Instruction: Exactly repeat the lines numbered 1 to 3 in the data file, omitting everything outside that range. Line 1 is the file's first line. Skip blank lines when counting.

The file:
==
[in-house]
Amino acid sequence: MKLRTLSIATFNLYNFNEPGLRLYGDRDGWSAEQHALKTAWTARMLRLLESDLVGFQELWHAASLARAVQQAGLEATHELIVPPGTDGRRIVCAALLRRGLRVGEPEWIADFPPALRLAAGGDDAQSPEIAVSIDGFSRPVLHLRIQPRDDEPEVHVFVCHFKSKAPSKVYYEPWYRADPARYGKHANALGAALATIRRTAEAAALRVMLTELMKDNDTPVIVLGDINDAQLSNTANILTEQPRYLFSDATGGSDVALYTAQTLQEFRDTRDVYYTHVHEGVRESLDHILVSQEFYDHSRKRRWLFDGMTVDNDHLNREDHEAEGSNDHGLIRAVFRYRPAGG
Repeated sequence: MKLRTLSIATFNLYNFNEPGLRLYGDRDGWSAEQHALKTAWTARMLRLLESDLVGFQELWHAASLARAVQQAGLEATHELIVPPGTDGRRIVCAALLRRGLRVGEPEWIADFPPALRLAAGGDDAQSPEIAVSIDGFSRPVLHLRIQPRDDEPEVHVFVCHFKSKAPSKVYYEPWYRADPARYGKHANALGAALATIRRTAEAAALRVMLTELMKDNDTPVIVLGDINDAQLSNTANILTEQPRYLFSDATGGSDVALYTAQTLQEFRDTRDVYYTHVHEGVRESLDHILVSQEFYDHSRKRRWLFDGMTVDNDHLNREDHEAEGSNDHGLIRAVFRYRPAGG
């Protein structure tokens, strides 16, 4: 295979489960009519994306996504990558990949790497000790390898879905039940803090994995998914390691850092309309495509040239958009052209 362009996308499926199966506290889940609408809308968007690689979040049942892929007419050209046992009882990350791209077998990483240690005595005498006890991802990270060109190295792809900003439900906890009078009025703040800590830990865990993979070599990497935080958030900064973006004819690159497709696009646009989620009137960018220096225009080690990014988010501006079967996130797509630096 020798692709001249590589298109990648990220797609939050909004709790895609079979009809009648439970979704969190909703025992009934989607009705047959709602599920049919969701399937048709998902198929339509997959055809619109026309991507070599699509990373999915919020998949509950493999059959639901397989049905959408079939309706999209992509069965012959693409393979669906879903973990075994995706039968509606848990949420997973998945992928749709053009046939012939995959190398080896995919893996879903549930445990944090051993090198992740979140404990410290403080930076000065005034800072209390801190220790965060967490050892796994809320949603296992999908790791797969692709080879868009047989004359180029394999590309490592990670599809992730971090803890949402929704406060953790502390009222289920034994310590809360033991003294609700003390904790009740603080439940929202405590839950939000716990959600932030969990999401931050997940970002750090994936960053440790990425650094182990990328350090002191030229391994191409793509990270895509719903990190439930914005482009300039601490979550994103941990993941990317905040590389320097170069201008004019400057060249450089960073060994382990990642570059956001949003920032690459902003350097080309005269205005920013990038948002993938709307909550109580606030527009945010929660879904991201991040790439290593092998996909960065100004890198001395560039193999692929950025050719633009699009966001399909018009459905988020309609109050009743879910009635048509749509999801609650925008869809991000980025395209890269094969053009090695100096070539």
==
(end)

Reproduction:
[in-house]
Amino acid sequence: MKLRTLSIATFNLYNFNEPGLRLYGDRDGWSAEQHALKTAWTARMLRLLESDLVGFQELWHAASLARAVQQAGLEATHELIVPPGTDGRRIVCAALLRRGLRVGEPEWIADFPPALRLAAGGDDAQSPEIAVSIDGFSRPVLHLRIQPRDDEPEVHVFVCHFKSKAPSKVYYEPWYRADPARYGKHANALGAALATIRRTAEAAALRVMLTELMKDNDTPVIVLGDINDAQLSNTANILTEQPRYLFSDATGGSDVALYTAQTLQEFRDTRDVYYTHVHEGVRESLDHILVSQEFYDHSRKRRWLFDGMTVDNDHLNREDHEAEGSNDHGLIRAVFRYRPAGG
Repeated sequence: MKLRTLSIATFNLYNFNEPGLRLYGDRDGWSAEQHALKTAWTARMLRLLESDLVGFQELWHAASLARAVQQAGLEATHELIVPPGTDGRRIVCAALLRRGLRVGEPEWIADFPPALRLAAGGDDAQSPEIAVSIDGFSRPVLHLRIQPRDDEPEVHVFVCHFKSKAPSKVYYEPWYRADPARYGKHANALGAALATIRRTAEAAALRVMLTELMKDNDTPVIVLGDINDAQLSNTANILTEQPRYLFSDATGGSDVALYTAQTLQEFRDTRDVYYTHVHEGVRESLDHILVSQEFYDHSRKRRWLFDGMTVDNDHLNREDHEAEGSNDHGLIRAVFRYRPAGG